40-years ago today — Anniversary of Pan Am crash
Independent film maker Paul Crompton, hopes that his planned documentary about the 1974 Pan American World Airlines — known as Pan Am — crash in the territory will, among other things, result in a memorial for the victims, who died 40-years ago today.
“My hope for this film is that relatives and others connected to the crash have a clear explanation of what happened, why it happened and perhaps, what they can do next,” Crompton said via email while enroute to the territory. “Maybe it’s time to give them a place to visit with a memorial near the crash site? I don't know, it's something for the relatives to decide.”
“But what the research is showing is that now we have the internet, the world feels smaller and people are sharing their own stories of the crash,” said Crompton, who is scheduled to arrive tomorrow. “There is a shared sense of confusion or lack of clarity on the story. They want to know more. This film will hopefully help in some ways.”
Pan Am flight 806 was enroute from Auckland, New Zealand to Los Angeles, with stops scheduled in Pago Pago and Honolulu. About 11:41p.m. local time, the plane crashed 3,865 feet short of runway 5 at Pago Pago International Airport, and of the 101 persons on board — including ten crew members — only five people survived, according to a Nov. 4, 1974 investigation report by the U.S. National Transportation Safety Board (NTSB).
Asked what promoted the idea of a documentary, Compton said he has a friend in London who is connected to the crash. “He is the child of his father's second wife. His father's first wife was on the flight with their young daughter. Both sadly died,” said Crompton, who lives in London, England.
“My friend hasn't spoken to his father about it. It's a difficult conversation, obviously, but the story seems to have been buried. Other families I have since spoken with have dealt with it in the same way,” he said. It’s a story that has many unknowns to it. Maybe as time goes by the full facts will emerge?”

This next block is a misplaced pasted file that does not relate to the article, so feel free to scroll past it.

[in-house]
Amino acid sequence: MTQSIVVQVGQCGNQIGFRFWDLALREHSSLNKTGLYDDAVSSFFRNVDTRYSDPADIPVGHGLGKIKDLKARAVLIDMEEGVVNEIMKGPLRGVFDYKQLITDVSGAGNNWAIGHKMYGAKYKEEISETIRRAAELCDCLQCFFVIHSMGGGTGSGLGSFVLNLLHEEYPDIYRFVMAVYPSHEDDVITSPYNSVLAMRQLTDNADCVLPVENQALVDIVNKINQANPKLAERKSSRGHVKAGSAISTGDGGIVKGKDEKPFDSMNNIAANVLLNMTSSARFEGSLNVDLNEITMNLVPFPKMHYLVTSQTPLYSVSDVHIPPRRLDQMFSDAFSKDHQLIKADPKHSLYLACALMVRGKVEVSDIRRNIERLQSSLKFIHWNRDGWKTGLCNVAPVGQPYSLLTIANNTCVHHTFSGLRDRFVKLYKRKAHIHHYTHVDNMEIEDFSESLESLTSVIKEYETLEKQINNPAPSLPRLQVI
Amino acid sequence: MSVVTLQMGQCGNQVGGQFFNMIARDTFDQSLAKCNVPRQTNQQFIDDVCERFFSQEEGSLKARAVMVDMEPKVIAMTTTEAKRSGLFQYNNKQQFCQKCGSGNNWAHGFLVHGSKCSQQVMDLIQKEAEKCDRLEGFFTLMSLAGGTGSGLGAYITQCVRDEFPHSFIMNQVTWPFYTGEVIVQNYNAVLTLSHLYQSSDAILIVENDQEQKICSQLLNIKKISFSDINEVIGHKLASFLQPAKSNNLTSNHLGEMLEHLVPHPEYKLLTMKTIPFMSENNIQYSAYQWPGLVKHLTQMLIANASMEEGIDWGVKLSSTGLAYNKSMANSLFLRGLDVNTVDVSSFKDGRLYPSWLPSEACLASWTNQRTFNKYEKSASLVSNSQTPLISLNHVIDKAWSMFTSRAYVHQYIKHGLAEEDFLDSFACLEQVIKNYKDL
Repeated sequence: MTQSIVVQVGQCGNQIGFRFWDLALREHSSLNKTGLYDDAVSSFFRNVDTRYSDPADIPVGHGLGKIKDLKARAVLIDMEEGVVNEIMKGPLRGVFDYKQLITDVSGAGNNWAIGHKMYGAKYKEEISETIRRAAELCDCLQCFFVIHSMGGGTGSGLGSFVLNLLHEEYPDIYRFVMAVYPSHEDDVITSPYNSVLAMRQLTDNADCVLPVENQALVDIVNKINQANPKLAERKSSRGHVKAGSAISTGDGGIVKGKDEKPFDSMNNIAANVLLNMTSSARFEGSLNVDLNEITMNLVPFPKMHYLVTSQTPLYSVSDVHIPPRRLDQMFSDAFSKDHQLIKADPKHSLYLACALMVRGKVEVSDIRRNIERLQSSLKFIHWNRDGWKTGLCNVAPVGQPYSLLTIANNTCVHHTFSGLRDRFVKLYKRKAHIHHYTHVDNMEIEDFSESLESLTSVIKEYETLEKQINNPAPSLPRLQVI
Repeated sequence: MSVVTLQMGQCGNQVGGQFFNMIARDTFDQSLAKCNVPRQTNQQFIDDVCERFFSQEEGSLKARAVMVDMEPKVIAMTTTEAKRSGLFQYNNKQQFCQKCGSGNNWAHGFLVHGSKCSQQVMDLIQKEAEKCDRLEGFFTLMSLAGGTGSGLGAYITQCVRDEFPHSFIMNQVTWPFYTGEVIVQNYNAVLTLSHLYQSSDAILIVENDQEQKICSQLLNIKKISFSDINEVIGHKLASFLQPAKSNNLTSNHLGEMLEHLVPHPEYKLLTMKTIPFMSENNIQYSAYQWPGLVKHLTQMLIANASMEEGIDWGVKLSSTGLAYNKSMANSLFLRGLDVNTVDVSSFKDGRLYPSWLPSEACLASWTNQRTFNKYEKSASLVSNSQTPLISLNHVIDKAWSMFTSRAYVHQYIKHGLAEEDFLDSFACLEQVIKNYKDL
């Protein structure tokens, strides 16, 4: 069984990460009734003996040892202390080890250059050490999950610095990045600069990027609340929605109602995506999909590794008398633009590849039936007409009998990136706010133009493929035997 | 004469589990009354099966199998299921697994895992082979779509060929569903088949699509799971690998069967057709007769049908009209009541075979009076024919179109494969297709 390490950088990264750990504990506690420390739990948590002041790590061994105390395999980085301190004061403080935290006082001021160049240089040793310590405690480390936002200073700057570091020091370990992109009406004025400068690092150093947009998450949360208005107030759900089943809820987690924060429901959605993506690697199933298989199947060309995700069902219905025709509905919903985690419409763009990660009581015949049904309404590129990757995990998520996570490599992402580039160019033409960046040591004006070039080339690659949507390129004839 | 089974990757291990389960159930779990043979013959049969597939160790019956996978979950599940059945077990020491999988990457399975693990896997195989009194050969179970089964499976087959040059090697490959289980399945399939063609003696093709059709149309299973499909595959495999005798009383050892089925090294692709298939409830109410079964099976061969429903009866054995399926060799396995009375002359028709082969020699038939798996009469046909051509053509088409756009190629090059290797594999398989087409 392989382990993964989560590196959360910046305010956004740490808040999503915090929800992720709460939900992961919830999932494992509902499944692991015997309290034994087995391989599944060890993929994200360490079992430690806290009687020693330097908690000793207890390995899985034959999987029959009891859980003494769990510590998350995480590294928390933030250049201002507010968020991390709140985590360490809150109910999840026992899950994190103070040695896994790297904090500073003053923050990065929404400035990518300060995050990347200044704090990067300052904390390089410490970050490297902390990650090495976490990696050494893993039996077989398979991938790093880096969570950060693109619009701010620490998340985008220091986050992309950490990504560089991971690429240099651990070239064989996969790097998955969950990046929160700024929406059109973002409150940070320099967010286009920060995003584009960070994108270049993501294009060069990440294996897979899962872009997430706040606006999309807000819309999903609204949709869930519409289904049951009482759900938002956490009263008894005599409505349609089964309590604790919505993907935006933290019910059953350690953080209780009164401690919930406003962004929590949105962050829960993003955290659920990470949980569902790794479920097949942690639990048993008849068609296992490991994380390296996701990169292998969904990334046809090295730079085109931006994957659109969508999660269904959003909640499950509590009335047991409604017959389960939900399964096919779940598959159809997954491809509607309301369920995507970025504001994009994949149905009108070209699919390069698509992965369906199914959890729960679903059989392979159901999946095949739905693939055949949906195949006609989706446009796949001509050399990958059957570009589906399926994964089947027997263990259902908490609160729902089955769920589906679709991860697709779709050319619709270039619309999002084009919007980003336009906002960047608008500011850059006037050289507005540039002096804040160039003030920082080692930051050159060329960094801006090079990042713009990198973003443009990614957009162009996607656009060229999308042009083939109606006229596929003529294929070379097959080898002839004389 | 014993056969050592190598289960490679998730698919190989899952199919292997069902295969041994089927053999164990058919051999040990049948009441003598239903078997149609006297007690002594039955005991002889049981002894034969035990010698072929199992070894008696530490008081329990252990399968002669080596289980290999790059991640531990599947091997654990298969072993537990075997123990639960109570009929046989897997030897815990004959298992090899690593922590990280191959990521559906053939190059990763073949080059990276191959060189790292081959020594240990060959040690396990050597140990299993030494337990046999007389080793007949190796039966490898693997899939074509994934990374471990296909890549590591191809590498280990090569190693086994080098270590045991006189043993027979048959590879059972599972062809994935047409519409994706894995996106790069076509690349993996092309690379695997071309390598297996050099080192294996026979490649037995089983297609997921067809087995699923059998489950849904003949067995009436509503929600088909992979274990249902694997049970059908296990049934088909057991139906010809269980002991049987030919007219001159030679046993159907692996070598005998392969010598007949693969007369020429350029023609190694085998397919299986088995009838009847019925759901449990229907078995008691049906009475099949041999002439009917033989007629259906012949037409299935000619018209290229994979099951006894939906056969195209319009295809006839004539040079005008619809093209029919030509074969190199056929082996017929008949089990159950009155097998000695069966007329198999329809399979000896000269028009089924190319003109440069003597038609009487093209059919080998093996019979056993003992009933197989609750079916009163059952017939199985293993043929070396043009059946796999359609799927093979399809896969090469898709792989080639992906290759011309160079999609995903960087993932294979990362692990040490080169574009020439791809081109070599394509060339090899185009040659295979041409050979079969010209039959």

Crompton, who is with the England-based Barge Pole Productions, has ran in the last two weeks a paid advertisement in Samoa News seeking local residents who want to be interviewed for the documentary.
Asked if he has had any response so far, Crompton said, he has had “contact from American Samoans [and] its really encouraging. Some were at the scene soon after the crash. Some were involved in the following few days.”
“Having first hand accounts from the crash, even though it is 40 years ago, is crucial for any documentary. I feel fortunate to be in this position. I have also had contact from others involved in the prolonged legal case that followed, as well as former Pan Am employees and other officials,” he said.
As to when he plans to air the documentary, Crompton said, he is in the research stage and it will be a slow process, “but since it has affected people from all over the world from North America to New Zealand, Samoa to Britain and other countries” the documentary “should, and hopefully will, be available for broadcast in all those places.”
The independent film maker said he is looking forward to arriving in the territory, although he will only be on island until Feb. 3rd. “I’m really looking forward to coming this week. It’s a humbling experience working on a story of this scale,” he added.
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